Although child custody rights are determined at the state level, certain principles are used in family law courts nationwide to settle these cases and create workable custody and visitation agreements. Whether you are currently ending a relationship with your child’s other parent or you have never been married and want to establish custody rights, these are the child custody basics you should know.
In an ideal situation, the child’s parents will come to a custody agreement outside of court. This process can be facilitated with the help of a mediator or child custody attorney. When the parents are unable to agree, the family court judge will make the custody decision based on the child’s best interest.
Many states award physical custody to the child’s primary caregiver, and visitation rights to the other parents. In this case, the parents are often granted shared legal custody, which means they both have the right to make important decisions about the child’s schooling, health care, and other critical issues.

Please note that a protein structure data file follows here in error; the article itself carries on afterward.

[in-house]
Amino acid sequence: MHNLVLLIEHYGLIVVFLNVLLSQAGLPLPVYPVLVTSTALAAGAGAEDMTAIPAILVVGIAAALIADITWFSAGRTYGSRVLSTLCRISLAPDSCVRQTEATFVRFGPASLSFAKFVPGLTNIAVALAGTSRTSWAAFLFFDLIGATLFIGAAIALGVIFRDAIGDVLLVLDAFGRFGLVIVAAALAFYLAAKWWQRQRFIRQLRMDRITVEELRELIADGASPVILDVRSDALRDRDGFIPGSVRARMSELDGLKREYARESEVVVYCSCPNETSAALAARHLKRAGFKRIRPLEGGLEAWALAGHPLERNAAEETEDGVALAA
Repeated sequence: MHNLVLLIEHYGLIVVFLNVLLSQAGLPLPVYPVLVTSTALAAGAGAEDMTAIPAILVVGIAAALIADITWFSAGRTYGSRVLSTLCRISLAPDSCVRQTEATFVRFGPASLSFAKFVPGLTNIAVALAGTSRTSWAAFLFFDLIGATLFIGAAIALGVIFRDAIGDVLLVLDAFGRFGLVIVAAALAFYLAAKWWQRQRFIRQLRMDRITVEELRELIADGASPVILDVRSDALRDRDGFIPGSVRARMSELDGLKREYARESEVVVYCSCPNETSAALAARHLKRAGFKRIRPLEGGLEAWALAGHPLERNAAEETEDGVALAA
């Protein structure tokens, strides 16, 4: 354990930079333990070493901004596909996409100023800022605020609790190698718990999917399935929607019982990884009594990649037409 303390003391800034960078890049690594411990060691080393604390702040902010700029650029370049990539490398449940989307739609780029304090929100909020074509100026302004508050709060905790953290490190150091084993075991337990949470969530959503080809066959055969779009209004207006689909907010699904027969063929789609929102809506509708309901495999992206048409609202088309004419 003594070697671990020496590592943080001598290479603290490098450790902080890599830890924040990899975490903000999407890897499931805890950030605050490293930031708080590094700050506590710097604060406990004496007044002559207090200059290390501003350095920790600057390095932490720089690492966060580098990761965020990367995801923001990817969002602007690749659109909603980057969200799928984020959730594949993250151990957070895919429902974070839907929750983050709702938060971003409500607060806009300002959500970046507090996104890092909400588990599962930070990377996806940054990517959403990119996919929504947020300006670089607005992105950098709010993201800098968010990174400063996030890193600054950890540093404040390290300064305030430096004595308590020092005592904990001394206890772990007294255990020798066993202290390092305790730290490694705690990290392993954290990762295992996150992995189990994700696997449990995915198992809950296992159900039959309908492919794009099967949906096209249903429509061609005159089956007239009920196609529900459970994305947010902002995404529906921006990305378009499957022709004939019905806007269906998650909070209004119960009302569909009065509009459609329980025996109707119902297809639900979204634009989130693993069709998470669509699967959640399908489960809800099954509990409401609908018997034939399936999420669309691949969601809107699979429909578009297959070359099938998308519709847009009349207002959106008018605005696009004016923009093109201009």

If you were never married to the mother of your child and want to seek custody or visitation, you must first establish paternity. This can be done at the time of birth if both parents sign the birth certificate or afterward if both parents sign a document of paternity and submit it to the appropriate court or agency.
When paternity is in dispute or if the mother does not agree to affirm paternity with the court, the court can order a DNA test to establish paternity. Once this step is complete, the father may petition the court for custody or visitation.
When a child is in need of a legal guardian, grandparents or other close family members can petition the court to be named as his or her guardian. Grandparents can also seek visitation rights in most states, sometimes even when the child’s parents remain married and/or retain custody.
Because custody rights vary significantly by state, it’s important to familiarize yourself with laws in your jurisdiction if the custody of your child is disputed. Children grow up very quickly, so now is your chance to be a part if their lives by obtaining permanent, temporary, joint, or visitation custody rights before it’s too late.